The energy sector has been trying investors’ patience for some time, but some market observers believe the group is poised to bounce back. Investors looking to capitalize on that resurgence may want to consider income-focused, lower risk ideas like the Alerian Energy Infrastructure ETF (ENFR).
ENFR tracks the Alerian Midstream Energy Select Index (CME: AMEI). ENFR acts as a type of hybrid energy infrastructure ETF, which could help investors capture some of the high yields from MLPs but limits the tax hit from solely owning MLPs.
Master limited partnerships and midstream companies have been reducing leverage as of late, but what are the benefits of this move? Midstream companies are involved in the gathering, processing, storage, and transportation of oil and gas. Additionally, the midstream space is usually more defensive and less volatile than other energy segments due to steady, reliable cash flows.
ENFR to Recoup Losses?
A lot of sectors would like to put 2020 behind them. Energy has been one of them. Oil reached negative territory back in April, but brighter days could be ahead for energy.
The negative “trend will have to reverse for a rebound, Della Vigna argues. His bull case for oil involves less production but more profits per barrel. The 1990s was a good decade for oil profits, but not for employment. The industry lost nearly a quarter of its workforce in the 1990s, according to the Bureau of Labor Statistics. In the latest wave of mergers, companies have announced broad cost cuts that will likely involve layoffs,” according to Barron’s.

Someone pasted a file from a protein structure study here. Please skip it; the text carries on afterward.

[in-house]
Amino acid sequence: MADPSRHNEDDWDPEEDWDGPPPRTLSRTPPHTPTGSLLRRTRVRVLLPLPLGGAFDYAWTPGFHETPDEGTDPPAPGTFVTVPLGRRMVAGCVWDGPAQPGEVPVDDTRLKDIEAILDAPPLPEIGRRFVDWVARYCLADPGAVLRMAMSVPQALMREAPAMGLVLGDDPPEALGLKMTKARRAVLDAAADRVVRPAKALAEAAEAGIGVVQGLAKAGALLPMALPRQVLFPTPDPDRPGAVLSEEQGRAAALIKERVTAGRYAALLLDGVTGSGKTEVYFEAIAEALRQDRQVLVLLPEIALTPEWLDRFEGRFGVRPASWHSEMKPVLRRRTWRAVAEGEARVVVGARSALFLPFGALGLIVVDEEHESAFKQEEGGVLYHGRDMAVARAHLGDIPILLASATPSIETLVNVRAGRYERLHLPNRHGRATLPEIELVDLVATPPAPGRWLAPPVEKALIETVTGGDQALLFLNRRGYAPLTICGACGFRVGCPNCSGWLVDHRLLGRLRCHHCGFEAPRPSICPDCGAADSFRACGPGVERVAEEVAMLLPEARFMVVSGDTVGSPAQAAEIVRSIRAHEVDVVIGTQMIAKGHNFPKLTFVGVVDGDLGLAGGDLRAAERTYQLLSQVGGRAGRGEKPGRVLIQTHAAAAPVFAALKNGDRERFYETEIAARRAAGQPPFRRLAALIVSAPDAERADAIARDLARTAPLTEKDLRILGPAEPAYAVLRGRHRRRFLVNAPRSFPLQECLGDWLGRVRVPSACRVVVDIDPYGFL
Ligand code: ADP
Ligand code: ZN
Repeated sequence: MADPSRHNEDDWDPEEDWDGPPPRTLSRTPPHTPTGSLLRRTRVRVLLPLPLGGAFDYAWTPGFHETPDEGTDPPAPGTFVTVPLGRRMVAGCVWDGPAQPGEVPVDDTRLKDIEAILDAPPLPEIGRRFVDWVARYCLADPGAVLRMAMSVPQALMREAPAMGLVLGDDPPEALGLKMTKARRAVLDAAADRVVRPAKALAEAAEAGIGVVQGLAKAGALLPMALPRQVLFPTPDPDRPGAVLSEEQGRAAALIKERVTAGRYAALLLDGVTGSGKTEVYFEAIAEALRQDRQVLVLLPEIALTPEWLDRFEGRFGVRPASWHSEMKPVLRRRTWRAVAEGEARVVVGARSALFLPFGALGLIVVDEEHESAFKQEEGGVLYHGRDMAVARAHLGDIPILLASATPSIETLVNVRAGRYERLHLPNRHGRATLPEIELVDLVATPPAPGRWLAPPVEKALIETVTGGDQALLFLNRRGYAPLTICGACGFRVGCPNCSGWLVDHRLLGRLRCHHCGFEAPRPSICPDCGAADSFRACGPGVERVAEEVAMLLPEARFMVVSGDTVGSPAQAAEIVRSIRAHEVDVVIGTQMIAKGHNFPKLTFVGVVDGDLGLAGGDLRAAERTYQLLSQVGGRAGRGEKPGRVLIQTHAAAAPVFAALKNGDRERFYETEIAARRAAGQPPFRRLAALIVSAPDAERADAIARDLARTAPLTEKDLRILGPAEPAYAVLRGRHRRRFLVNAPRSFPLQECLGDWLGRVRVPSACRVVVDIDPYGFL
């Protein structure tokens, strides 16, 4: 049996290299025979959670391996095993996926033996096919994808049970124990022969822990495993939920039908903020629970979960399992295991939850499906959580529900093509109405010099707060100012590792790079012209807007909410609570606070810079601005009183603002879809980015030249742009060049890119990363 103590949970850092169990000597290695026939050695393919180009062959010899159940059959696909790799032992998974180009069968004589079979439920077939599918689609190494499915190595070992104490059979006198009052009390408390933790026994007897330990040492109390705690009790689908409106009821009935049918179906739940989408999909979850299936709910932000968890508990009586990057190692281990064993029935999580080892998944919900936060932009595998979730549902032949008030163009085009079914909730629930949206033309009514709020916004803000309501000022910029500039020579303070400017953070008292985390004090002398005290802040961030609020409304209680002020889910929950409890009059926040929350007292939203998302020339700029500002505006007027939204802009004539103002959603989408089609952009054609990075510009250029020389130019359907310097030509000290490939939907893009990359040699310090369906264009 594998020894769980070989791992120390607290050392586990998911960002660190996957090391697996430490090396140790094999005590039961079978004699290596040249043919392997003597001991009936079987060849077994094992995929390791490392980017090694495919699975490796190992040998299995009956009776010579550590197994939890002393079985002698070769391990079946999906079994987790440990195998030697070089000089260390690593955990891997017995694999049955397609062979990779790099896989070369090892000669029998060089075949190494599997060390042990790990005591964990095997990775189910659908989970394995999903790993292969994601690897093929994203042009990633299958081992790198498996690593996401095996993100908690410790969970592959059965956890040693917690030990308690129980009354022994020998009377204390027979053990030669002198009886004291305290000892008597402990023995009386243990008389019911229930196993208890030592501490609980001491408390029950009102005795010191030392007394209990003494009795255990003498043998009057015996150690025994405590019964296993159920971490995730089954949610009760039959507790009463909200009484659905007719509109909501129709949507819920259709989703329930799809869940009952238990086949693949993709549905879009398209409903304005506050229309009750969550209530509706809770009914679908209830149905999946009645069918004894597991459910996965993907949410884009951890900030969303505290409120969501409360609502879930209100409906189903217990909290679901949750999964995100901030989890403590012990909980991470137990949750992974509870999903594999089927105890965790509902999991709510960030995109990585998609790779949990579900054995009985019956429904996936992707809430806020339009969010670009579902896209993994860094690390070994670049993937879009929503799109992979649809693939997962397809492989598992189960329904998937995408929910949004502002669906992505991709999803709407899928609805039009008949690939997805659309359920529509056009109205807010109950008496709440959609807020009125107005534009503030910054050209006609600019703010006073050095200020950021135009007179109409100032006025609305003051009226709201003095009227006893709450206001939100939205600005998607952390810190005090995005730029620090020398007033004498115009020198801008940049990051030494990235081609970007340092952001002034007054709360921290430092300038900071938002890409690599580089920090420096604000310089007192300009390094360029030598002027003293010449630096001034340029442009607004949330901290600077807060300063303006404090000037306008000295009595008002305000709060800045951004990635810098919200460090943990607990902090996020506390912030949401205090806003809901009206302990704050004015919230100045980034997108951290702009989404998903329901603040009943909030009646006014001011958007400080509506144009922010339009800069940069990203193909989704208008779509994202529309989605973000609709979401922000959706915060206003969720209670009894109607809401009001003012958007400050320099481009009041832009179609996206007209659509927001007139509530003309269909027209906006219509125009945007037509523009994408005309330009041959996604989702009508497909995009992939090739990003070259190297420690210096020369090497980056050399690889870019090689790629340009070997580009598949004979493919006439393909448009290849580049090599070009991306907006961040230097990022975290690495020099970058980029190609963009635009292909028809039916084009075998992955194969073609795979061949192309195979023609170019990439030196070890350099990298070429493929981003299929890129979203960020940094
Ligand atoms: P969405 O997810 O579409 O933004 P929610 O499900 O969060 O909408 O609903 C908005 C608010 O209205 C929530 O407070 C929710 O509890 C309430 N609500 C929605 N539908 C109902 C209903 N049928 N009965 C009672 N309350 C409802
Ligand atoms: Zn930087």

Income-minded investors may find pockets of opportunity in the energy segment through infrastructure-focused Master Limited Partnerships (MLPs) and corporations that generate robust yields. Unlike oil producers and services companies, energy infrastructure companies provide real business-line diversification in the energy sector, as they deal with the transportation, storage, and processing of energy, which are far less reliant on commodity prices.
“Investors and lenders have started to get more picky about giving money to oil-and-gas companies. While that will likely mean fewer projects get the green light in the years ahead, Della Vigna expects that the ones that do go forward will have much better economics. When capital is more scarce, companies choose only the best ones that have strong internal rates of return (IRR),” reports Barron’s.
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The opinions and forecasts expressed herein are solely those of Tom Lydon, and may not actually come to pass. Information on this site should not be used or construed as an offer to sell, a solicitation of an offer to buy, or a recommendation for any product.